Under this guideline, Credit Karma, CreditDonkey and Credit.com’s search results stood out because they include a brief breakdown of each card’s fees and interest rates, note limited-time offers and provide details on why the site recommends (or does not recommend) each card.
Credit Karma also lists guidelines for credit score approval, detailing both an average score and the lowest score accepted for each card (using TransUnion credit bureau data). Credit Karma and CreditDonkey also post “pros and cons” for each card. In some cases, the “cons” note that applicants would need excellent credit to get the card, which helps users to understand if they might qualify for the card before applying.
Personalized reviews posted by users. Personalized reviews allow users to gain insight from other consumers who have applied for or used a card. Seven of the 13 sites give users the ability to praise or complain about cards. Credit Karma and Card Hub feature user reviews, if any have been submitted, for each card. FindTheBest and Bankaholic offer users the opportunity to write reviews, but it appeared that no one had submitted any. It’s a bit confusing why Bankaholic only allows users to post reviews and comments at the very bottom of a page of filtered results and not under each credit card.
Credit Karma presents the number of user reviews available clearly under the credit card stats in search filter results. You can click on the card to learn more about its offer and read opinions from peers. Card Hub allows consumers to give cards a rating of one to five stars and shows the average rating under each card.
Current and up-to-date information. We looked for current offers and card terms as well as signs that the site posts new information on a regular and timely basis.
Credit card debt repayment calculators. All but FindTheBest and NerdWallet included a credit card debt repayment calculator intended to help users determine how long repayment of their outstanding balance will take at a given interest rate.
Some sites offer a variety of calculators designed for different types of debt. CardRatings.com, Credit Karma, Credit.com and Bankrate all offer a number of credit card calculators to choose from.
Key criteria used to assess the credit card comparison sites
Note: This survey was conducted from May 5 through August 6, 2012 by Alegra Howard and supervised by Ruth Susswein. You are prohibited from using Consumer Action’s name or any reference to its surveys in advertising or for any other commercial purpose.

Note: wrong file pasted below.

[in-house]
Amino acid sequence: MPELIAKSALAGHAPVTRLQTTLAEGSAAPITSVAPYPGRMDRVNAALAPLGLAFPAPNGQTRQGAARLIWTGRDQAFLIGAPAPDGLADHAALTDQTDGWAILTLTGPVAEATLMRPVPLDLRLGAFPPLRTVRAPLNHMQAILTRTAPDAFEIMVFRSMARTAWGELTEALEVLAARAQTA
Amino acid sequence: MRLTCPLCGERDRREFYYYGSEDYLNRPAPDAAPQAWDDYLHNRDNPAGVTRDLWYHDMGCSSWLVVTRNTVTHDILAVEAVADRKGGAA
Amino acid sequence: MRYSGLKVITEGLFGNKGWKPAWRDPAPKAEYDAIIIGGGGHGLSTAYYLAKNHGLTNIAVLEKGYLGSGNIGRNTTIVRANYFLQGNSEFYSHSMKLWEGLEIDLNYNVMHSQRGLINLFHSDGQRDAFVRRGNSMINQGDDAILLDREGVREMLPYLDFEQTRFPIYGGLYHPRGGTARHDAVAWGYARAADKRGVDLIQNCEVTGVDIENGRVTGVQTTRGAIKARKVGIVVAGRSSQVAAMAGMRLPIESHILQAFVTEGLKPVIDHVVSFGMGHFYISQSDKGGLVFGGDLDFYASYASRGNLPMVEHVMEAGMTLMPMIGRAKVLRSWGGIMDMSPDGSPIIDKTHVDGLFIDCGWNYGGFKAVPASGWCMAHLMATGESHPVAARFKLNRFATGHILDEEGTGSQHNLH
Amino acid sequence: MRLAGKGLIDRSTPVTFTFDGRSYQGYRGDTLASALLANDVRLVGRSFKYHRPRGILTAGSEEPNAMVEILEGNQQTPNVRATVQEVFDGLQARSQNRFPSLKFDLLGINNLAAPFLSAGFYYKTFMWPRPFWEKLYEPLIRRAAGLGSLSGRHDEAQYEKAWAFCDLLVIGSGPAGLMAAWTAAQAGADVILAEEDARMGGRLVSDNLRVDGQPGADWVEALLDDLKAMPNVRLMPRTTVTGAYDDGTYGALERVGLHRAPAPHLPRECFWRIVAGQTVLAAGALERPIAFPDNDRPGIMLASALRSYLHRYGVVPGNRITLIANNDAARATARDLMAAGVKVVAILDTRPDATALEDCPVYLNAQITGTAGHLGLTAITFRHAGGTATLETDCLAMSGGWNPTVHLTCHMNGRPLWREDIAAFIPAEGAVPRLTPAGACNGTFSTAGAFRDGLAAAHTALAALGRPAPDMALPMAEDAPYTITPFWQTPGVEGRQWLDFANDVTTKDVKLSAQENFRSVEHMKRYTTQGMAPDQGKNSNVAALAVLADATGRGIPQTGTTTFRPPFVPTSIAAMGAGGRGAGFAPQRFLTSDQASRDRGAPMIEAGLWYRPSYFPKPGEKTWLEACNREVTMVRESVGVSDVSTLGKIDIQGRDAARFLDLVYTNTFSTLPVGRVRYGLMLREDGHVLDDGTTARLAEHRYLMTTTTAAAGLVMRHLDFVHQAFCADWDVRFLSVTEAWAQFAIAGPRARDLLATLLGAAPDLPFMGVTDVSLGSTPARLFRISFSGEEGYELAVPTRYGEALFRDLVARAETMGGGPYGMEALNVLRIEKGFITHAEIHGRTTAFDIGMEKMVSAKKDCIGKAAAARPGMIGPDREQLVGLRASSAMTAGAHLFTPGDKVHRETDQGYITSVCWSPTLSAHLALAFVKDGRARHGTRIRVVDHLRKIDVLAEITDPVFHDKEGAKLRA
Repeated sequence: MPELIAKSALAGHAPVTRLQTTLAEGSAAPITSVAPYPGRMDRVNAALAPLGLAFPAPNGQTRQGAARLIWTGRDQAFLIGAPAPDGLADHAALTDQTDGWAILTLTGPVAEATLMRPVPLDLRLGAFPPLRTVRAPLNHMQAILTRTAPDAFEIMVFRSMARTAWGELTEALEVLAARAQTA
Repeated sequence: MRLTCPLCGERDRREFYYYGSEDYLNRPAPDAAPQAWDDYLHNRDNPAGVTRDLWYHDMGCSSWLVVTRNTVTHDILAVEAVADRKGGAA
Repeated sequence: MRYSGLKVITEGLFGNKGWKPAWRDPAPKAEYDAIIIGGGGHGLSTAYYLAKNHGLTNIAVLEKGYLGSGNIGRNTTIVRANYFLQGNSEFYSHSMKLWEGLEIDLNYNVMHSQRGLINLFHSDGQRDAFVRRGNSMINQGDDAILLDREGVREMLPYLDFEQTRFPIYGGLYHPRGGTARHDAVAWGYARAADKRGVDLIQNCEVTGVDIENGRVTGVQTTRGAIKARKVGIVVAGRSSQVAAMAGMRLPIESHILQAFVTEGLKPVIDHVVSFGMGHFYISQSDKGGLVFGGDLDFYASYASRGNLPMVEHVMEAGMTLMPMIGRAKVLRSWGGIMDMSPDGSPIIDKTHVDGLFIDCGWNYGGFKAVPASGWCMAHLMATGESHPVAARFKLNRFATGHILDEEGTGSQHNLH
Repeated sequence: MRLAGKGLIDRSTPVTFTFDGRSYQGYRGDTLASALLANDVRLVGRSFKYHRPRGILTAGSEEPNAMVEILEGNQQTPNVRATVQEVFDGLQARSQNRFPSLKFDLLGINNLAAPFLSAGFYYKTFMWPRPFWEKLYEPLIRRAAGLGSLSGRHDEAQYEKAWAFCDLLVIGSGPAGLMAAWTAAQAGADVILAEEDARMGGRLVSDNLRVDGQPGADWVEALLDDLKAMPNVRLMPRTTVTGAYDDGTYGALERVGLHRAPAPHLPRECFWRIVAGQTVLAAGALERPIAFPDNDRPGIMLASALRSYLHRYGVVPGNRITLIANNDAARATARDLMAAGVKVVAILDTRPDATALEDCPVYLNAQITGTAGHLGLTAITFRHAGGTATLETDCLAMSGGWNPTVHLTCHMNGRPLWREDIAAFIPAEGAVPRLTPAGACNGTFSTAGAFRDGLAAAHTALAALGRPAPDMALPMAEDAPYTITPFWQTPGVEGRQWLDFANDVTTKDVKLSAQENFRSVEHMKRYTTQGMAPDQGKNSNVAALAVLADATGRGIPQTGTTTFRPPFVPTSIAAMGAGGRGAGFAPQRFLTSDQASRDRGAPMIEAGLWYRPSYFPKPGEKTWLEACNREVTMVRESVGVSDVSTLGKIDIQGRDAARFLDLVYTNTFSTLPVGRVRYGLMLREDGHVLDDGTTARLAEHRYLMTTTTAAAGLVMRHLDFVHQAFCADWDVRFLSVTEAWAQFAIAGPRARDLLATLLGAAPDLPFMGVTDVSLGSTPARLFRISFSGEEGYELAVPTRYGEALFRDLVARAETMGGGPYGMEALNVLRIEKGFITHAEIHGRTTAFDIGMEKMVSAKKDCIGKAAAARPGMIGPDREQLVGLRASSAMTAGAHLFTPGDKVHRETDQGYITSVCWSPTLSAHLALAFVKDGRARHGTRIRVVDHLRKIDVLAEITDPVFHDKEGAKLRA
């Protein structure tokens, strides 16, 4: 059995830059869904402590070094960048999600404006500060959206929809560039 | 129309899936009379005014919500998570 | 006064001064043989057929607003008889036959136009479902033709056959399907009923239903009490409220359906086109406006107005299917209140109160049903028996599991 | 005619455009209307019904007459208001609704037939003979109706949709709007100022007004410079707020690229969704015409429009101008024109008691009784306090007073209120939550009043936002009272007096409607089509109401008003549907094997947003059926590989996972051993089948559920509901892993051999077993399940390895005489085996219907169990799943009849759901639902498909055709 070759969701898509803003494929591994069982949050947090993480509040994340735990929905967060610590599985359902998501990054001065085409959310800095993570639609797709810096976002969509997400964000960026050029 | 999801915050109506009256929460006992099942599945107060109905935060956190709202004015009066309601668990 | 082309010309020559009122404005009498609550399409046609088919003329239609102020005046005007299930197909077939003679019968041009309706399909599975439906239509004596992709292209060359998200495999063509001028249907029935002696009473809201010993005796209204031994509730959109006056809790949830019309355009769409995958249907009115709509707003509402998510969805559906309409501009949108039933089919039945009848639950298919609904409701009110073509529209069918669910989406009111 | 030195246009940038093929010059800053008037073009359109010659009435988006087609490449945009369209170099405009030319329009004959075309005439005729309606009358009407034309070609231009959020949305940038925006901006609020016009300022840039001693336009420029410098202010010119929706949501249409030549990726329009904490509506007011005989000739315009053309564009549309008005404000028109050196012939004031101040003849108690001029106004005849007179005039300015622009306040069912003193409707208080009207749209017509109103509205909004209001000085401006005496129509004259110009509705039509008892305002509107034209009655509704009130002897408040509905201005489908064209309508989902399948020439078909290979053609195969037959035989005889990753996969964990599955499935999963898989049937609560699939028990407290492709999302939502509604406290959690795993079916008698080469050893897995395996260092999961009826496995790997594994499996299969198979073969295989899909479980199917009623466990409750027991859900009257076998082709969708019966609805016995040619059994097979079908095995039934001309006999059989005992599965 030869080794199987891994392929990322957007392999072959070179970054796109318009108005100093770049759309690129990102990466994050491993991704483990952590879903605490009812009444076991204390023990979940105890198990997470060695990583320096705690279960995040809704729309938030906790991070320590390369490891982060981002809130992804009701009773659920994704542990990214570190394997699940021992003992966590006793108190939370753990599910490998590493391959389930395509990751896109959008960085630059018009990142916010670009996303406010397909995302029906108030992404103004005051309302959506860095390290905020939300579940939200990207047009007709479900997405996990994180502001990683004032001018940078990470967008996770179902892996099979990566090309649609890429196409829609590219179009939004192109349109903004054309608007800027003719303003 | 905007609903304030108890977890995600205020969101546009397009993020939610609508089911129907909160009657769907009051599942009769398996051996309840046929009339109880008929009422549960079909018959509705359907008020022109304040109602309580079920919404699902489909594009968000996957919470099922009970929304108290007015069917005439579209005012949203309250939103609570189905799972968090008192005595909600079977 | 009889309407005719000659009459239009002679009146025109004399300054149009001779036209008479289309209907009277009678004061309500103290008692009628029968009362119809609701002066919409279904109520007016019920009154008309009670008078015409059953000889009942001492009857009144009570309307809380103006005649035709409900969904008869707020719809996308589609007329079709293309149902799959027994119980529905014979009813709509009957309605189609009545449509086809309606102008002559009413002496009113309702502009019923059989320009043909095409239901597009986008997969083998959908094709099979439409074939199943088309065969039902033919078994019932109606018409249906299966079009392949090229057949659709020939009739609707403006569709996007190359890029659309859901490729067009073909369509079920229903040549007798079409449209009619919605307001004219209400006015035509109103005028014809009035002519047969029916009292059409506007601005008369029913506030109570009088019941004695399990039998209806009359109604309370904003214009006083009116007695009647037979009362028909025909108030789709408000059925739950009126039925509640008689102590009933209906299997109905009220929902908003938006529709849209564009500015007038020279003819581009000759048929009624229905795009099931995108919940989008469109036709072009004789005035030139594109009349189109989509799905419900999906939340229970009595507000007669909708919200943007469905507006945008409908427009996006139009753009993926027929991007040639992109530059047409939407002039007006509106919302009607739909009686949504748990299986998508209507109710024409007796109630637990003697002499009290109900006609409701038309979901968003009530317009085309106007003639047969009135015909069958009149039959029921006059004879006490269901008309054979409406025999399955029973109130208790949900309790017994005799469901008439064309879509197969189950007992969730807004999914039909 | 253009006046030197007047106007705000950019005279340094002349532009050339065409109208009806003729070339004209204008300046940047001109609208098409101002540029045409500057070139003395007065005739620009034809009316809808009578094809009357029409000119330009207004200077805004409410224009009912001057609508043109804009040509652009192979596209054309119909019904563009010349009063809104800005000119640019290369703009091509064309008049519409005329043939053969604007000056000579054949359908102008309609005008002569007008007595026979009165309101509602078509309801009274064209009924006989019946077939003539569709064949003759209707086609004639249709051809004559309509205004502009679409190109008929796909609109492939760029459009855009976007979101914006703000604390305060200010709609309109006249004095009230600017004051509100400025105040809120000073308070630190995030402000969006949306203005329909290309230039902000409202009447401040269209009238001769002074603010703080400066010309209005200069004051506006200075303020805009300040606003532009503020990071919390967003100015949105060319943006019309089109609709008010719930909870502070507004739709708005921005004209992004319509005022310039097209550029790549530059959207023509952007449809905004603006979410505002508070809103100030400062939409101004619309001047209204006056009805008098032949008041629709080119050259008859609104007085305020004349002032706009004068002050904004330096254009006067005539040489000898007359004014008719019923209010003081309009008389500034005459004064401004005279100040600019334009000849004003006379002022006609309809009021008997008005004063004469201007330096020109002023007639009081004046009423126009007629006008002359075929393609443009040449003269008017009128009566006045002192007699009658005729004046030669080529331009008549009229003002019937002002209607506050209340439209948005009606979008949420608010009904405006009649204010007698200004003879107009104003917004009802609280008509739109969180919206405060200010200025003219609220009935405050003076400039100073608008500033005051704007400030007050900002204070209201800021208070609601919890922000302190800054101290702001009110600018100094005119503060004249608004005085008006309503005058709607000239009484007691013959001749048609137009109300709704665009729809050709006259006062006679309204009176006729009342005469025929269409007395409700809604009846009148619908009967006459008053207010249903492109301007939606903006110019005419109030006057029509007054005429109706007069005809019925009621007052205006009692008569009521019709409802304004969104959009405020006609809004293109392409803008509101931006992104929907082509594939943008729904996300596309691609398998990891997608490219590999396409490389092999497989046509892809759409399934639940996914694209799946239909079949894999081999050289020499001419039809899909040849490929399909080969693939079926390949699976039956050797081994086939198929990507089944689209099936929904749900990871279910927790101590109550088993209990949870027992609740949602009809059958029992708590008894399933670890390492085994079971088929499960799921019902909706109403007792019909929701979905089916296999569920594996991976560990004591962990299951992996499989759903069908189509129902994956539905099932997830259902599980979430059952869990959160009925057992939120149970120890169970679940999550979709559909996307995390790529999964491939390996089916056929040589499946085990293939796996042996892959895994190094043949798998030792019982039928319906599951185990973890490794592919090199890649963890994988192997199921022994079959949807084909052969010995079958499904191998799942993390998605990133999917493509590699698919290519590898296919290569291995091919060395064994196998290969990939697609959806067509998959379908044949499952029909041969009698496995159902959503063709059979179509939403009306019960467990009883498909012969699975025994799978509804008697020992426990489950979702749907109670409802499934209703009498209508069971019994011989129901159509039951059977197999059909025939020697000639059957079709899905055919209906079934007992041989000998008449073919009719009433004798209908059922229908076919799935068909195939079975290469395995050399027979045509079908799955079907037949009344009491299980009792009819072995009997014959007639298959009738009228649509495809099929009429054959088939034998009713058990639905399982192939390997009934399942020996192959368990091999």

Explanation of assessment criteria
A. Intuitive user interface and search filters. Uncluttered, easy-to-read user interfaces, with simple-to-find searches.
B. Results from a variety of issuers. We did three sample searches to see what popped up across the sites.
C. Ability to search anonymously. Allow users to search for credit cards without creating a profile, username or submitting an email address.
D. Unbiased educational information and advice.
E. Side-by-side comparison of fees and rates for several select cards.
F. Search filters to allow consumers to narrow their search by credit score, rewards options, 0% balance transfer or cash back cards.
G. Personalized reviews posted by users allow vistors to gain insight from consumers who’ve applied for or used a card.
H. Current and up-to-date card information.
I. Credit card debt repayment calculators and other interactive tools to help consumers assess the impact of interest rates and minimum payments on card debt.
|Site name / website||A. Intuitive interface||B. Varied results||C. No registration required||D. Consumer education||E. Compare cards||F. Search filters|
|Meets all criteria|
|Meets 8 out of 9 criteria|
|Meets 7 out of 9 criteria|
|1 No search filter for credit score. 2 "Poor credit" search returned only one result.|
Chart continues below:
|Site name / website||G. Consumer reviews||H. Current information||I. Calculators and tools|
|Meets all criteria|
|Meets 8 out of 9 criteria|
|Meets 7 out of 9 criteria|
|3 Ability to review cards, but we could not find published reviews on the site.|
Searching with damaged credit?
Consumers with limited or damaged credit who are on the hunt for a credit card will find choices to consider on card comparison websites, but these card offers require a caveat: Scrutinize the results.
Credit card comparison sites that met Consumer Action’s key criteria are highlighted in our survey. (See Key criteria used to assess the credit card comparison sites.)
Most of the sites allow users to narrow their search based on credit rating (“poor,” “fair,” “good, “excellent” or “limited/none”). Some even give a score range for each category—helpful if you happen to know what your credit score is. If you don’t, Credit.com and Credit Karma offer a free tool for estimating your score. Credit Karma provides the requisite credit score range next to the individual cards.
Card Hub offers a feature for no- and low-score card shoppers: Its Credit Card Advisor takes the user through a short questionnaire about his or her credit history and expected card use, then recommends a product. The recommendation page provides an explanation of why each result was chosen. If you’re undecided about applying, you can click “E-mail me this card” and you’ll receive a message with the name of the card and a link to more info.
Prepaid’s not credit
Depending on which comparison site you use, your search results could include prepaid cards. Our “bad credit” search on CompareCards.com yielded 12 results, half of which were prepaid cards. While a good prepaid card might be the right choice for some consumers, prepaid cards are not credit cards, and they can’t help you establish or improve your credit rating, which should be the goal of anyone with damaged or limited credit. Prepaid cards don’t allow you to pay for purchases over time or spend more than the amount loaded on the card. Credit.com automatically separates its results into categories—Credit Cards, Secured Cards and Prepaid Cards.